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Cows graze on a mountain pasture in Conejos County, Colorado. Flickr photo by SLV Native

As a former state legislator and friend once told me, "Mark, if you eat, you're in agriculture." Truer words were never spoken, and I have always kept them in mind. From the orchards and open ranges on the Western Slope to the dairies, farms and ranches on the Eastern Plains our farms and ranches are a critical part of Colorado's economy and identity. Coloradans in our rural communities have a keen interest in federal policies that affect the development of rural towns and support the work of Colorado’s farmers and ranchers. Agriculture policy not only affects what we eat, it also protects against the inherent risk that producers assume as they operate at the will of Mother Nature – and that helps ensure the vibrancy of rural America.

Renewable Energy and Agriculture

Bioenergy developed from farm waste and other sources, along with energy harnessed from the wind, hold exceptional promise for farmers and ranchers looking for potential new sources of income. While many people will benefit indirectly from the clean air, energy security, and economic growth generated by wind power development and bioenergy, farmers can benefit directly. Renewable energy production can provide farmers with an important economic boost, helping them keep their land in agriculture while contributing to America’s energy independence.

Conservation and Keeping Farm Land in Agriculture

As chairman of the U.S. Senate National Parks Subcommittee and as an avid outdoorsman, I am also keenly aware of the importance of land conservation in agriculture and the value of conservation programs administered by the USDA to farmers and ranchers. The USDA's Natural Resources Conservation Service and the Farm Service Agency currently administer over 20 voluntary programs and subprograms to farmers and ranchers who want to implement conservation practices on their agricultural land. These programs provide incentives and technical assistance for conservation practices that not only help farmers produce better yields and improve farm income, but also enhance habitat for wildlife, protect wetlands and critical water resources, help to improve soil management and reduce the environmental impact of on-farm activities. It is important that we look for ways to make these programs work better for farmers and ranchers, while making certain they continue to serve a valuable purpose in fostering strong stewardship of the land.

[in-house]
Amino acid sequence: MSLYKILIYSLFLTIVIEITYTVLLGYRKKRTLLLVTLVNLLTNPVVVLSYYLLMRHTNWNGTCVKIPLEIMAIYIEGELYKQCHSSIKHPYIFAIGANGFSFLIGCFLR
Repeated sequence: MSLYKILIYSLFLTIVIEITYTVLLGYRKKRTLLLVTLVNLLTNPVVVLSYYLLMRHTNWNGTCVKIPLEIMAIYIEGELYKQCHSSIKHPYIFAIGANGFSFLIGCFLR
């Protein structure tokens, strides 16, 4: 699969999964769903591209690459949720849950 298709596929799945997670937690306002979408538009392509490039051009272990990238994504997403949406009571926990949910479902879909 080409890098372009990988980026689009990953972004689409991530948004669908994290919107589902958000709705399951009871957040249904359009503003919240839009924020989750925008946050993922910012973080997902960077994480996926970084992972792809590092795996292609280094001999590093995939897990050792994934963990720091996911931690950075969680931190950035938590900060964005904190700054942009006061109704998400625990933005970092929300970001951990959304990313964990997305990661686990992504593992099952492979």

Regional Offices

Northwest Region
P.O. Box 866
Clark, CO 80428
P: 303-650-7820

Northeast Region
801 8th Street
Suite 140A
Greeley, CO 80631
P: 970-356-5586

Driving Directions

West Slope Region
400 Rood Avenue
Suite 220
Grand Junction, CO 81501
P: 970-245-9553

Driving Directions

Denver Metro Area Region
999 18th Street
Suite 1525, North Tower
Denver, CO 80202
P: 303-650-7820

Driving Directions

Southern Colorado Region
107 West B Street
Pueblo, CO 81003
P: 719-542-1701

Driving Directions

Four Corners Region
954 East 2nd Avenue
Suite 106
Durango, CO 81301
P: 970-247-1047

Driving Directions

Pikes Peak Region
2880 International Circle
Suite 107
Colorado Springs, CO 80910
P: 719-471-3993

Driving Directions

San Luis Valley Region Office
609 Main Street
Suite 205
Alamosa, CO 81101
P: 719-589-2101

Regional Information

Click a region on the map to view office information.